3000-Year-Old Pharaoh Ramses II Statue Found In Cairo Slum: It’s “One Of The Most Important Discovery Ever” – FLOW ART STATION

3000-Year-Old Pharaoh Ramses II Statue Found In Cairo Slum: It’s “One Of The Most Important Discovery Ever” A team of German and Egyptian archaeologists made a colossal discovery on March 9th – lit…

Source: 3000-Year-Old Pharaoh Ramses II Statue Found In Cairo Slum: It’s “One Of The Most Important Discovery Ever” – FLOW ART STATION

‘Britain’s Atlantis’ found at bottom of North sea – a huge undersea world swallowed by the sea in 7000BC …

I meant to post this last September when the news came out!

For decades North Sea boatmen have been dragging up traces of a vanished world in their nets. Now archaeologists are asking a timely question: What happens to people as their homeland disappears beneath a rising tide? source

Doggerland was an area of land, now lying beneath the southern North Sea, that connected Great Britain to mainland Europe during and after the last…

Source: ‘Britain’s Atlantis’ found at bottom of North sea – a huge undersea world swallowed by the sea in 7000BC …

Recovering Palimpsests | crafty theatre

I’m thrilled! The future is here! The speculation of yesterday is the modus operandi of today! Early on in my blogging life, I pondered the loss of Menander’s comedies. How could the wor…

Source: Recovering Palimpsests | crafty theatre

solving an art historical mystery, in the old Library Trinity College Long Room. – Arran Q Henderson

Sheemaker’s “Cicero”

Look at this bust of the great Roman orator, statesman, and lawyer, Marcus Tullius Cicero. It is by the Flemish sculptor Peter Scheemakers (1691-1781) who in the 18th century was commissioned by Tr…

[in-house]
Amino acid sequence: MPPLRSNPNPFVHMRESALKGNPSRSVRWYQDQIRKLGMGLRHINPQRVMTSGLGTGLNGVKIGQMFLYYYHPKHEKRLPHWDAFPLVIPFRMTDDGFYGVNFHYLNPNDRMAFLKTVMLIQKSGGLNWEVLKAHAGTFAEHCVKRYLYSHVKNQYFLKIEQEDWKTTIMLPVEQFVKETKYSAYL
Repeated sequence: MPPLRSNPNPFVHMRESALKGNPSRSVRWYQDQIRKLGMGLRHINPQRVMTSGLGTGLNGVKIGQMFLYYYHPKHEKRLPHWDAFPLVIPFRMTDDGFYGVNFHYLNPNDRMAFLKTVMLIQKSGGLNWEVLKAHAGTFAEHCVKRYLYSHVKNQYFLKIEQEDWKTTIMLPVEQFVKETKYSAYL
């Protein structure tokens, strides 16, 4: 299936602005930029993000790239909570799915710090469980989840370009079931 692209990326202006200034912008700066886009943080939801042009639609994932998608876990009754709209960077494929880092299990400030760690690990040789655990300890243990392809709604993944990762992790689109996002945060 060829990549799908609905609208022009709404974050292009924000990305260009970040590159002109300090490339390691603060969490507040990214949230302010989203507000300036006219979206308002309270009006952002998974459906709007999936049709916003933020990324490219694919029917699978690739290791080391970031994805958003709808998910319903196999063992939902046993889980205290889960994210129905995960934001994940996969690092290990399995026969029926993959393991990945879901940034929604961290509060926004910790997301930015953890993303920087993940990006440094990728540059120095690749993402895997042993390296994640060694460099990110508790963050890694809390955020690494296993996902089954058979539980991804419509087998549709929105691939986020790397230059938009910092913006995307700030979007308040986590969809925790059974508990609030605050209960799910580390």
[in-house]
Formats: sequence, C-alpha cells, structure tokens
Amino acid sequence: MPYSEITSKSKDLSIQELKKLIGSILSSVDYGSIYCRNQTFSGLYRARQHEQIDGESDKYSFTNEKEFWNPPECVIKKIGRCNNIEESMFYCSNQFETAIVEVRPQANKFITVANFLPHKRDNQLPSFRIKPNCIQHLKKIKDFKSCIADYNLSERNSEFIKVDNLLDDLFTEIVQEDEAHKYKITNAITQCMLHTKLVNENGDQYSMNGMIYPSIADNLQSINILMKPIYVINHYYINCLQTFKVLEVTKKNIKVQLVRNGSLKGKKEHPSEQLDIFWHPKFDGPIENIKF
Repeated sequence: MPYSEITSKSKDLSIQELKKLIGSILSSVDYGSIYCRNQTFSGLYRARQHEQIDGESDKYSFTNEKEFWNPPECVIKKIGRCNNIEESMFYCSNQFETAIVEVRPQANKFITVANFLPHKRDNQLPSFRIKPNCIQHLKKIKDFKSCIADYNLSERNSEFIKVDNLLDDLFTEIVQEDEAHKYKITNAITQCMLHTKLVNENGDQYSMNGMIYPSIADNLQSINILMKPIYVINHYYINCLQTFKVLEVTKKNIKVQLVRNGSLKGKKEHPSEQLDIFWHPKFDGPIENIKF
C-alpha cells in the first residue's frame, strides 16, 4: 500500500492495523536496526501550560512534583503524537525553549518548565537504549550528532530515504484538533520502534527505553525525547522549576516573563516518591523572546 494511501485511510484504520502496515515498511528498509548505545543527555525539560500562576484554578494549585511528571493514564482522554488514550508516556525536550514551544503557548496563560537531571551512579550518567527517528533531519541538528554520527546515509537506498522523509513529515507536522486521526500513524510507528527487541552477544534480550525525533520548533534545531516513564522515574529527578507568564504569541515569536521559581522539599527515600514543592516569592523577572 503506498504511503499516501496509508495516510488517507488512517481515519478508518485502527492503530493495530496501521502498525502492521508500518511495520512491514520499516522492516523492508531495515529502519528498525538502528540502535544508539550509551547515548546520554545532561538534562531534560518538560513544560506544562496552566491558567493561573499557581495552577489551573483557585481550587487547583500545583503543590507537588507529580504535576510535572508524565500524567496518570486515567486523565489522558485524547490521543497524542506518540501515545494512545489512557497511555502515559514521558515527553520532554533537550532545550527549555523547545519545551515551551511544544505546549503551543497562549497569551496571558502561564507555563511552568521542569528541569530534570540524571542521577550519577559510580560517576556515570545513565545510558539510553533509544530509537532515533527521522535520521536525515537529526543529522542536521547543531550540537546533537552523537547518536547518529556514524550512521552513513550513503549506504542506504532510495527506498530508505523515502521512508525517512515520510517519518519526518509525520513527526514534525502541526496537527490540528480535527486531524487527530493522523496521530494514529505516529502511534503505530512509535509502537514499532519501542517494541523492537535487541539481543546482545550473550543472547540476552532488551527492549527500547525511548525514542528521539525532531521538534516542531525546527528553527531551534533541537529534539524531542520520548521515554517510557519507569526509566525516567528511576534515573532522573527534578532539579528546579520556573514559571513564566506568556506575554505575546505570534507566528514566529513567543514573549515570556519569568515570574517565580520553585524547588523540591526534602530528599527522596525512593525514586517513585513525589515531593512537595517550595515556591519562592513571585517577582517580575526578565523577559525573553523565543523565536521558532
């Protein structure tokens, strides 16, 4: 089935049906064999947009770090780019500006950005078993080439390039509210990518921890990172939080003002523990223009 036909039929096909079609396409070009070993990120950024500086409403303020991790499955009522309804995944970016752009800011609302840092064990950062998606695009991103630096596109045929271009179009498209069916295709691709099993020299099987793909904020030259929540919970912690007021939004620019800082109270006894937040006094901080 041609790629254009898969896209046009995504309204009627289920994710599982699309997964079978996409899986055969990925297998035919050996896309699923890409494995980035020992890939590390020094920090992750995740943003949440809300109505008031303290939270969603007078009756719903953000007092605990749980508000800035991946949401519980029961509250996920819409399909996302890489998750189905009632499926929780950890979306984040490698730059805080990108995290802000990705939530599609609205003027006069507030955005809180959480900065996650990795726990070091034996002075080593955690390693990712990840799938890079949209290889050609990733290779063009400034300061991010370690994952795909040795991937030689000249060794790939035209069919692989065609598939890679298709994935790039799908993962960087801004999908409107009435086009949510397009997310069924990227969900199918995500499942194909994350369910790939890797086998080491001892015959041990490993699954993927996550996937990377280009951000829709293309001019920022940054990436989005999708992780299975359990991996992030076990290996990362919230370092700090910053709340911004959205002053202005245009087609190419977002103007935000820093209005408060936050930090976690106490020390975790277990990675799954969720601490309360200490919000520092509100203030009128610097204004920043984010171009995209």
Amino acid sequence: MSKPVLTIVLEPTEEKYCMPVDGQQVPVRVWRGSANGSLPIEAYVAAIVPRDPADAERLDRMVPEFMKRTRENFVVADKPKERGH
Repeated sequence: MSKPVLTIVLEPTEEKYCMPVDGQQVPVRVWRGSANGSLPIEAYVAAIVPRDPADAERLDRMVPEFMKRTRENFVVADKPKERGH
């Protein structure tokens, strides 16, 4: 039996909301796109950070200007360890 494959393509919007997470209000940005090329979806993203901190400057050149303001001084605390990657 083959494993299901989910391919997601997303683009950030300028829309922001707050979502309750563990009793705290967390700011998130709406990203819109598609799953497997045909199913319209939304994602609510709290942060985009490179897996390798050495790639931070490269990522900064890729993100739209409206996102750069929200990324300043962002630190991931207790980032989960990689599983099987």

Source: solving an art historical mystery, in the old Library Trinity College Long Room. – Arran Q Henderson

Eight thousand year-old figurines discovered in Turkey | The Heritage Trust

Figurines found by Polish archaeologists in Turkey. Image credit Jason Quinlan

Science & Scholarship in Poland have reported on the discovery by Polish archaeologists of two unique eight th…

Source: Eight thousand year-old figurines discovered in Turkey | The Heritage Trust

Buried History: Tutankhamun | A R T L▼R K

On the 4th of November 1922, British archaeologist Howard Carter (1874 –1939) and his team found the entrance to the 14th-century BC Pharaoh Tutankhamun’s tomb in the Valley of the Kings in Luxor, …

Source: Buried History: Tutankhamun | A R T L▼R K

Incredible 5,000-Year-Old Temple Complex In Orkney Could Re-Write History Of Scotland | MessageToEagle.com

More important than Stonehenge: The temple precinct being uncovered in Orkney contains 100 Stone Age buildings

MessageToEagle.com – The excavations at the Ness of Brodgar have been attracting a lot of attention recently and now it’s time for yet another surprise that could re-write the history of Scotland and change our image of prehistoric people who inhabited this region. Ness of Brodgar is an archaeological site between the Ring of Brodgar and […]